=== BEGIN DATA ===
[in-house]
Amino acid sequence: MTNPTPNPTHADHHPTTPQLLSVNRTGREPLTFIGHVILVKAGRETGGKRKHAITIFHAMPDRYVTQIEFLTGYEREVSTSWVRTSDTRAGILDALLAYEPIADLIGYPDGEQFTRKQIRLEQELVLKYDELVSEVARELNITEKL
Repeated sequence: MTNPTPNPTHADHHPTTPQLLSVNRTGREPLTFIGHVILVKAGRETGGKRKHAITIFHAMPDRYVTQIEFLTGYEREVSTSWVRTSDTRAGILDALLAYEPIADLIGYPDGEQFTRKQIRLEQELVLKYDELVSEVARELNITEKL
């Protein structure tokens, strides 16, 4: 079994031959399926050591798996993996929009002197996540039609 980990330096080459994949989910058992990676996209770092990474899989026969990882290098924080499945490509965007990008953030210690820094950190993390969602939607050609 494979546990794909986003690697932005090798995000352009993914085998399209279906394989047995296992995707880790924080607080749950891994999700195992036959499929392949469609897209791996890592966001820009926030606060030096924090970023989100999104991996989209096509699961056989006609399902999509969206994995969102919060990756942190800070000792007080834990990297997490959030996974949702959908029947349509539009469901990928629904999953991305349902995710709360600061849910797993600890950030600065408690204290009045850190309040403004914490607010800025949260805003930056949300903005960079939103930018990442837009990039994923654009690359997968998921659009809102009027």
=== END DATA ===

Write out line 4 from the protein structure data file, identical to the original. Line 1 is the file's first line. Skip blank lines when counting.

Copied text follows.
């Protein structure tokens, strides 16, 4: 079994031959399926050591798996993996929009002197996540039609 980990330096080459994949989910058992990676996209770092990474899989026969990882290098924080499945490509965007990008953030210690820094950190993390969602939607050609 494979546990794909986003690697932005090798995000352009993914085998399209279906394989047995296992995707880790924080607080749950891994999700195992036959499929392949469609897209791996890592966001820009926030606060030096924090970023989100999104991996989209096509699961056989006609399902999509969206994995969102919060990756942190800070000792007080834990990297997490959030996974949702959908029947349509539009469901990928629904999953991305349902995710709360600061849910797993600890950030600065408690204290009045850190309040403004914490607010800025949260805003930056949300903005960079939103930018990442837009990039994923654009690359997968998921659009809102009027």